|Publication number||US5584326 A|
|Application number||US 08/347,153|
|Publication date||Dec 17, 1996|
|Filing date||Nov 22, 1994|
|Priority date||Nov 22, 1993|
|Also published as||CN1107782A, DE69418428D1, DE69418428T2, EP0654298A1, EP0654298B1|
|Publication number||08347153, 347153, US 5584326 A, US 5584326A, US-A-5584326, US5584326 A, US5584326A|
|Original Assignee||I.A.S. Industrial Automation Systems S.A.S.Di Dino Galli & C.|
|Export Citation||BiBTeX, EndNote, RefMan|
|Patent Citations (13), Referenced by (23), Classifications (20), Legal Events (4)|
|External Links: USPTO, USPTO Assignment, Espacenet|
The present invention relates to an automatic apparatus in the form of a pre-assembled programmable operative unit for the storage, delivery and mixing of metered quantities of fluid substances, used for example during the preparation of dyeing baths, dyeing substances and the like, by means of which it is possible to group together and manage in a small area, a plurality of storage tanks and the associated means for supplying metered quantities of the various substances which must be mixed, under the control of a logic processing unit.
During the preparation of mixtures from fluid substances, for example during the preparation of dyes for the textile industry, paints and auxiliary agents in general, the individual substances or individual ingredients to be mixed are contained in respective storage tanks from which they are taken in metered quantities which are controlled by means of weighing operations.
For this purpose, various apparatuses have been developed, as a result of which it is possible to deliver automatically and mix metered quantities of the various substances, removing them in a controlled manner from the respective storage containers. The documents U.S. Pat. No. 4,526,215, EP-A-0,344,521, EP-A-0,537,434 describe some examples of automatic metering apparatuses which can be used in different application sectors.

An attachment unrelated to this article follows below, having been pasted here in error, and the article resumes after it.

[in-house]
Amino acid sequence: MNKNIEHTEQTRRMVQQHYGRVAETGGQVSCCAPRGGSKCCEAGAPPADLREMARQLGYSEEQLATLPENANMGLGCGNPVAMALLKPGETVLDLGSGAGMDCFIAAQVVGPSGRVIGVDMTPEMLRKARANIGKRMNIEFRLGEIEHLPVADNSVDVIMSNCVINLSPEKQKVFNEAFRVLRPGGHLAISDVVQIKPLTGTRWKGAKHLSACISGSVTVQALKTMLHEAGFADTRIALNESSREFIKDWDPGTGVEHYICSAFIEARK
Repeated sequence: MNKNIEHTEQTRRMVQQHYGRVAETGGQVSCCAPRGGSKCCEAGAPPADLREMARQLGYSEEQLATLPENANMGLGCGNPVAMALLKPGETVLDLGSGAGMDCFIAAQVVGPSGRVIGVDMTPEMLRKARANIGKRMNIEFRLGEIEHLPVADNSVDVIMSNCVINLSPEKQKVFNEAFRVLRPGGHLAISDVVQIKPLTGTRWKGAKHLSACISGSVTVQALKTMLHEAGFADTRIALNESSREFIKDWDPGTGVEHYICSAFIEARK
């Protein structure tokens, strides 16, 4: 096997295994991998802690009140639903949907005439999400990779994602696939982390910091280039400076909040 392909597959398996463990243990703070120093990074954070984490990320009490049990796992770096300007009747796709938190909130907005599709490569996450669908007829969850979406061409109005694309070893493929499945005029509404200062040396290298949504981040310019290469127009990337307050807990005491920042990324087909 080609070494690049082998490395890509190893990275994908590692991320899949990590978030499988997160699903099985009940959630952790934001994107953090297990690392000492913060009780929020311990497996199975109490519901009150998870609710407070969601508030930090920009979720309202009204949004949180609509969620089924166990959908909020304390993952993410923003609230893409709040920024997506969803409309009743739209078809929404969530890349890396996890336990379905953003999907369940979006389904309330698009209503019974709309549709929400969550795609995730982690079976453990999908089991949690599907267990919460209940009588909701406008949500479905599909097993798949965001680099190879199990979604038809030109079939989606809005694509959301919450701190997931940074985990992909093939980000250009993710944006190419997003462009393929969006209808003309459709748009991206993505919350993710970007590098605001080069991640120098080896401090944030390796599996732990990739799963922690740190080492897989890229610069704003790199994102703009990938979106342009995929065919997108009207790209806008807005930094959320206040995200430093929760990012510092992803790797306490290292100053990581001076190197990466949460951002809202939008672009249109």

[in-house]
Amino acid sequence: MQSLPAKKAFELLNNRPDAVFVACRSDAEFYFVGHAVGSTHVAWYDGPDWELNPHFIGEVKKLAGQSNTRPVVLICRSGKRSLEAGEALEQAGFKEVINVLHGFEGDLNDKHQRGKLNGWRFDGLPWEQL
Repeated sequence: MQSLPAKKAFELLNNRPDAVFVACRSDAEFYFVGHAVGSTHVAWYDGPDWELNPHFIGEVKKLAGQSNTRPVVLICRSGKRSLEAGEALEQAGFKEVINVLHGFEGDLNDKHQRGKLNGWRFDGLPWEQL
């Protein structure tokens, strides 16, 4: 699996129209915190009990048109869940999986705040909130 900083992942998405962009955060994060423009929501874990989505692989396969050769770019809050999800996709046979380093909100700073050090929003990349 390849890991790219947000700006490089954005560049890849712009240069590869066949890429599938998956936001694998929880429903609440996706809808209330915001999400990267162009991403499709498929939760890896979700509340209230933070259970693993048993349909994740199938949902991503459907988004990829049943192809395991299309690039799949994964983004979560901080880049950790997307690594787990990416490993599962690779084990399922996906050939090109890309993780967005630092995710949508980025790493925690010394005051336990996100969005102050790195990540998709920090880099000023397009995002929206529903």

In particular, EP-A-0,344,521 describes a metering and mixing plant comprising a plurality of tanks arranged at a suitable distance from one another on a fixed support structure which extends along a path for a carriage provided with a container into which in each case the metered quantities of the individual substances are poured, said substances being subsequently introduced into a mixer located underneath the path of the carriage supporting the container. Each tank is provided moreover with a screw feeder which discharges said substances into an auxiliary container tiltably supported by a weighing device, underneath which the container is arranged in order to receive the substances to be mixed. This solution requires on-site assembly of the entire plant which, once installed, cannot be displaced or removed; moreover, said plant is extremely complicated and difficult to manage and cannot be used in those applications where extremely precise doses are required, both owing to the unreliable nature of the screw metering system and on account of the possible accumulation of errors of the various weighing devices associated with the individual tanks. Moreover, the operating cycle of the entire plant is difficult to manage since residual quantities of the substances to be mixed could remain in the various weighing containers, as well as in the actual movable receiving container, thus altering the mixing conditions.